8. 𝐂𝐮𝐥𝐭𝐮𝐫𝐞. The culture, on average, is more professional as these companies invest heavily in their employees and regularly come up with new employee-friendly policies to make it a great place to work.
9. 𝐅𝐫𝐞𝐞𝐝𝐨𝐦. After FAANG, you will be in demand and recruiters and hiring managers will seek you out if you’ve proved your chops whilst at the company. You will have more opportunities to sample from and greater freedom in terms of deciding your career and life trajectory, as you can also move internally to different countries.
10. 𝐈𝐦𝐩𝐚𝐜𝐭. Given the scale at which these companies operate, the scope for real-world measurable impact is enormous.
There are some downsides, caveats and exceptions as well, but on average these factors make FAANG and similar tech companies a very attractive proposition to launch, build and grow your career in data science and machine learning.
"Data democratization" has become a buzzword for a reason. Modern organizations rely extensively on data to make informed decisions about their customers, products, strategy, and to assess the health of the business. But even with an abundance of data, if your business can’t access or leverage this data to make decisions, it’s not useful. To that end, data democratization, or the process of making data accessible to everyone, is quintessential to data-driven organizations.
Providing data access to everyone also implies that there are few if any roadblocks or gatekeepers who control this access. When stakeholders from different departments—like sales, marketing, operations, and finance—are permitted and incentivized to use this data to better understand and improve their business function, the whole organization benefits.
Successful data democratization requires constant effort and discipline. It’s founded on an organization-wide cultural shift that embraces a data-first approach and empowers every stakeholder to comfortably use data and make better data-driven decisions. As Transform co-founder James Mayfield put it, organizations should think about "democratizing insights, not data."
In this article, I will provide a detailed overview of data democratization, why organizations should invest in it, and how to actually implement it in practice.
Why democratize access to data?
Historically, data used to be kept in silos, usually under the purview of the IT or Analytics departments. When any stakeholder from outside these departments required data for their work, they had to go through these data gatekeepers to access the necessary assets. This philosophy has been the norm for decades but is no longer relevant for modern data-driven organizations.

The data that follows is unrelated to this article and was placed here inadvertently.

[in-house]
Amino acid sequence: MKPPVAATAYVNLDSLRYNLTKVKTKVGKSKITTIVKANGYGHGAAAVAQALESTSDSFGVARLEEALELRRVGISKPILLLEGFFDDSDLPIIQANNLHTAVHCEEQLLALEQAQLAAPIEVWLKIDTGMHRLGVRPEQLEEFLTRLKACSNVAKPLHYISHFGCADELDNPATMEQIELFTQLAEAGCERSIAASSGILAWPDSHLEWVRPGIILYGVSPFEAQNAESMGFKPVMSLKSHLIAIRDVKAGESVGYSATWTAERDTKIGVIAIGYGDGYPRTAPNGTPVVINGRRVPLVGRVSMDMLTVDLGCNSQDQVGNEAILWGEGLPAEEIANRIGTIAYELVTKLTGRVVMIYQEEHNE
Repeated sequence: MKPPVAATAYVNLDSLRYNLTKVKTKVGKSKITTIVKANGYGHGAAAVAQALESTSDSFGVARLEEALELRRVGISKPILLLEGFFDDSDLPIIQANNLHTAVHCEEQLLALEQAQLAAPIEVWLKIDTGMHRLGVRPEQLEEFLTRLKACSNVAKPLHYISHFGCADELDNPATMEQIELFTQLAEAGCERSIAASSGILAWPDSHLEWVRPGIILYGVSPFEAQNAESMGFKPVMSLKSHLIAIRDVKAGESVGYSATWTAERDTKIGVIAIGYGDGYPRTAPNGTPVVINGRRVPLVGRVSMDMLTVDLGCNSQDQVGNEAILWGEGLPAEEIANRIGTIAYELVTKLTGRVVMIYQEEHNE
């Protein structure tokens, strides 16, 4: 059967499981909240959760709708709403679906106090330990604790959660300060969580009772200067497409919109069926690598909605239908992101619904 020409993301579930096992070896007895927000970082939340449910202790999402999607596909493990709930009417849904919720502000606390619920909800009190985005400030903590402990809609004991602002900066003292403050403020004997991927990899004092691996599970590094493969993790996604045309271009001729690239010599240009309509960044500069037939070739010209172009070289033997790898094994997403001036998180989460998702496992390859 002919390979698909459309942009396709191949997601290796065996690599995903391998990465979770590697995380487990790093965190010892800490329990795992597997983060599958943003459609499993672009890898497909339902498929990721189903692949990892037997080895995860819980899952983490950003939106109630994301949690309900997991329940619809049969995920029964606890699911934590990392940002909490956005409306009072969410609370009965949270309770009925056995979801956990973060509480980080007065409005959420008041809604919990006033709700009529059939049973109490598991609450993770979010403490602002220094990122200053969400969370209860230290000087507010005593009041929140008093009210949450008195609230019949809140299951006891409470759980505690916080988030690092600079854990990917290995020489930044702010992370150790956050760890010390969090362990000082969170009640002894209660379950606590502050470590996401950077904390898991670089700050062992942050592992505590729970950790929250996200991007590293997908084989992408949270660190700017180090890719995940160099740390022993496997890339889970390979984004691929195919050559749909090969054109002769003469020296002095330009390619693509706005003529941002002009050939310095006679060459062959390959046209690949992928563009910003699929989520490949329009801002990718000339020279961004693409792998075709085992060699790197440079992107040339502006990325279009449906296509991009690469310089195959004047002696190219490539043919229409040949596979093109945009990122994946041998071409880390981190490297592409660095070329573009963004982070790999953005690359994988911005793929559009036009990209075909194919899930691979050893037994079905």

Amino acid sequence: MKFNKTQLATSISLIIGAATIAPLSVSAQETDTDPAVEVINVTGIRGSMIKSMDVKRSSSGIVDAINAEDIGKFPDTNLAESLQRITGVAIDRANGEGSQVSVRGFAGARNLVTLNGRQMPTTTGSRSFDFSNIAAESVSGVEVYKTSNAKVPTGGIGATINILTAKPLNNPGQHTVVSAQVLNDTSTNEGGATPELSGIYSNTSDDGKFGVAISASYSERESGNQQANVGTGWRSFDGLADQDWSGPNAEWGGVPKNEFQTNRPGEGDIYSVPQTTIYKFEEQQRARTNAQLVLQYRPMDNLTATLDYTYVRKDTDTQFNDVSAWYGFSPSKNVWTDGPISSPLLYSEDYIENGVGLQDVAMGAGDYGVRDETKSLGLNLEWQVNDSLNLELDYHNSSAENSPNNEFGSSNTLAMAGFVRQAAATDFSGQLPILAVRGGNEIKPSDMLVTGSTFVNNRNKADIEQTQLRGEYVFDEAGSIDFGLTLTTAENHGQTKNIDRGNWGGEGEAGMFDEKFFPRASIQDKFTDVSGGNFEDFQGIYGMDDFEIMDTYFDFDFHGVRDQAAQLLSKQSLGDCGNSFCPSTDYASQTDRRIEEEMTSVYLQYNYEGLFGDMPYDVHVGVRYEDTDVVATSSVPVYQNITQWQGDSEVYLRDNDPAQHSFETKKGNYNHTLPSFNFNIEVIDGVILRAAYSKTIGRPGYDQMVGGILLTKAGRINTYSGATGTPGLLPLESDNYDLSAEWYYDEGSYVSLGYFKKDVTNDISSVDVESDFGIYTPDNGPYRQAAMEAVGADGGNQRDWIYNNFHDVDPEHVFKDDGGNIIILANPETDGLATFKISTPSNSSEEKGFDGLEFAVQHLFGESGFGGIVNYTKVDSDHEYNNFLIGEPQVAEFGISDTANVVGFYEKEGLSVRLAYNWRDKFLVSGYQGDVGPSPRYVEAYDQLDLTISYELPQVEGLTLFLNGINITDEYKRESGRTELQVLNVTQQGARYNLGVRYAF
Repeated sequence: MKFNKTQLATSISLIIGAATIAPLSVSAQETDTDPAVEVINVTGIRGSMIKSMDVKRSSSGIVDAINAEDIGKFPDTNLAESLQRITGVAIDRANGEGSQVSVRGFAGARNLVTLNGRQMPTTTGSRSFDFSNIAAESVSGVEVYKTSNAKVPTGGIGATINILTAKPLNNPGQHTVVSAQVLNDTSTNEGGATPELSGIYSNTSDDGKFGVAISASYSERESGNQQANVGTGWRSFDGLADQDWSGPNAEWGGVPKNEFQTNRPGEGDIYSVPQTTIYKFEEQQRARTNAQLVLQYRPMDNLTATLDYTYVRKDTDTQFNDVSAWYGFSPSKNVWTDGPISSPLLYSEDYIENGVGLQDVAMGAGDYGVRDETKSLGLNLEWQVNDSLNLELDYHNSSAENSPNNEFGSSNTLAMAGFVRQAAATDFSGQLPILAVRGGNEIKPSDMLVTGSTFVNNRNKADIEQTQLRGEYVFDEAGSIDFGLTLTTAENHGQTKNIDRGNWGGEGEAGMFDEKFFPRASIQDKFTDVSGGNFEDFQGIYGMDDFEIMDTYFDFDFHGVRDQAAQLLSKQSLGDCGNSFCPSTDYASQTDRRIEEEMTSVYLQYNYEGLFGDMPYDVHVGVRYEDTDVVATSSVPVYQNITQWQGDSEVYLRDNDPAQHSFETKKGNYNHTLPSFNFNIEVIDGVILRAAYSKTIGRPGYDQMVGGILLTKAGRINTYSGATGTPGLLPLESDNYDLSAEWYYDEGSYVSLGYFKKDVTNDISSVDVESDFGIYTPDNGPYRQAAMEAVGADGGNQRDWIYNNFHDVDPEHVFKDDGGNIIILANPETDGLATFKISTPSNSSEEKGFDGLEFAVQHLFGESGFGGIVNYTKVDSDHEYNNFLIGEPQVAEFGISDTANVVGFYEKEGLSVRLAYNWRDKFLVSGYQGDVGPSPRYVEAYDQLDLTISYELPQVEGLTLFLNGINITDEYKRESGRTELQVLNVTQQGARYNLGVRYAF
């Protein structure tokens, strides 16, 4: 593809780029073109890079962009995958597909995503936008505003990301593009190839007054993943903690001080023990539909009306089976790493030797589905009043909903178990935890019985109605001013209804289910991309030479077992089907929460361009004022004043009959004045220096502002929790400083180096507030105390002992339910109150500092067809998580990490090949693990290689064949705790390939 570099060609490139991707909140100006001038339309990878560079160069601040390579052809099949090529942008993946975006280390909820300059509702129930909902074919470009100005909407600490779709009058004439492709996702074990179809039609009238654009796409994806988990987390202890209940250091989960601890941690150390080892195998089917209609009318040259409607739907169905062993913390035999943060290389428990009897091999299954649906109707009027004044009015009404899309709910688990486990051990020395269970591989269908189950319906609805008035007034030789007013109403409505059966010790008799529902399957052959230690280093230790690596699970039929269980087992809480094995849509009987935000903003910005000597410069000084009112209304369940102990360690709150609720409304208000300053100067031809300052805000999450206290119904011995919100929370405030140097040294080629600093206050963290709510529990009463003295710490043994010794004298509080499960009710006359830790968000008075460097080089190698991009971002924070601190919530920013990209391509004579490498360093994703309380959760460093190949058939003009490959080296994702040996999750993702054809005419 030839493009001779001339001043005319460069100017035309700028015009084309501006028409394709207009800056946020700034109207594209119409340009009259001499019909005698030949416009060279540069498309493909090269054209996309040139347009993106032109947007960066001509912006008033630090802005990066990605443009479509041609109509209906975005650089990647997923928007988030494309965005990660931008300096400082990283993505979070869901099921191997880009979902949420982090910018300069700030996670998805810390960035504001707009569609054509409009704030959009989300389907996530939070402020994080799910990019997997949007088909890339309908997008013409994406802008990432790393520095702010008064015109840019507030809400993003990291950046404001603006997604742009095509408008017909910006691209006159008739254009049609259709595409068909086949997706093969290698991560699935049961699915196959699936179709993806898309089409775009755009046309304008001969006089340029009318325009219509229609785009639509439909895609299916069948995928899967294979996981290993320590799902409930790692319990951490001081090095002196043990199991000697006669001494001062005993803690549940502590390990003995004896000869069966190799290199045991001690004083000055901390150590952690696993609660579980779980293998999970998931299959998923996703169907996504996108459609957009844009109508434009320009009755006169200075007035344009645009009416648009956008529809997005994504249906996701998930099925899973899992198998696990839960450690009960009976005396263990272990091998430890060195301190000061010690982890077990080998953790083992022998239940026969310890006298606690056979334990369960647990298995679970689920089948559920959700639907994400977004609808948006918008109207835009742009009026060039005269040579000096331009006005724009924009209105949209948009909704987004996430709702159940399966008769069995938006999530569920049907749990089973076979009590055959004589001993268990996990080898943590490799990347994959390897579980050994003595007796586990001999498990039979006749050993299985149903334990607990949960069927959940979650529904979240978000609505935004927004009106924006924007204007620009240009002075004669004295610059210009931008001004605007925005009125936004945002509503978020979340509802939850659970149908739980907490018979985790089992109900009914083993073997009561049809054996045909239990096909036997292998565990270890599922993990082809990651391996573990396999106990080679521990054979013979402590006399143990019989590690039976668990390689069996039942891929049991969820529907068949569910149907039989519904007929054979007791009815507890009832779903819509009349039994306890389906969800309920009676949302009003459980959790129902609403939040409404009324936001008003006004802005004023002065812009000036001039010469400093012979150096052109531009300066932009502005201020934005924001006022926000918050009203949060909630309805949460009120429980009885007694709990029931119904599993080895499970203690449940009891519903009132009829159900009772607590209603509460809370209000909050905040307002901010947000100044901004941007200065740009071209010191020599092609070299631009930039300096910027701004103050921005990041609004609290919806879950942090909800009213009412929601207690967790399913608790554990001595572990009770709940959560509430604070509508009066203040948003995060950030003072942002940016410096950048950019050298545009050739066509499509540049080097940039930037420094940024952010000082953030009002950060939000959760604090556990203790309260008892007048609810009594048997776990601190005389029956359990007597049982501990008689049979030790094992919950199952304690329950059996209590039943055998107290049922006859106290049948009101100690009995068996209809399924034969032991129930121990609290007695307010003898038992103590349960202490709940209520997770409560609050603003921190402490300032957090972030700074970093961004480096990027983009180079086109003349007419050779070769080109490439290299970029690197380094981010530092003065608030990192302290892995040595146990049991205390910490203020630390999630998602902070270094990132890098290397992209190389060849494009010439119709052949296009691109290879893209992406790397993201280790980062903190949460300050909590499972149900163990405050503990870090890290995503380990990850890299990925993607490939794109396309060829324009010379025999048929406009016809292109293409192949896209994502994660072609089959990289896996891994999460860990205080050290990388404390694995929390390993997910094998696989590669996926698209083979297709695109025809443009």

Removing these types of bottlenecks is a necessary first step toward data democratization. Guidelines for data democratization can be noted in a data governance framework to improve access and provide high-quality data for downstream analytics. Improving access is just the first step of an ongoing process where every individual employee is encouraged and trained to make use of data. The more people who can make decisions based on data, the more the organization stands to benefit from a variety of perspectives and ideas.
Companies have been dedicating huge investments in data infrastructure and tooling in order to build an analytics advantage over their competitors. The dream is to “democratize data” and get employees to change their ways of working and start making decisions informed by data, not gut feelings. By investing in data education and helping analysts influence, then building modern tools to support metrics, we will continue making progress toward that goal of truly democratized data" —James Mayfield, co-founder, Transform
While data analytics and business intelligence efforts are traditionally the domain of data experts, organizations can empower non-technical stakeholders to perform basic data operations via in-house training programs, workshops, and self-service tools that can simplify their onboarding and learning process. They can also use software that surfaces data in an easy-to-consume format for business stakeholders.
Data democratization has multiple downstream benefits. It leads to greater data literacy, which can facilitate not only greater data-driven decision-making but also potentially lead to creation of new products or services based on insights mined from the data. Therefore, greater democratization, usage, and adoption of a data-driven approach can unlock massive commercial value and new growth levers for businesses.
How do you actually democratize data?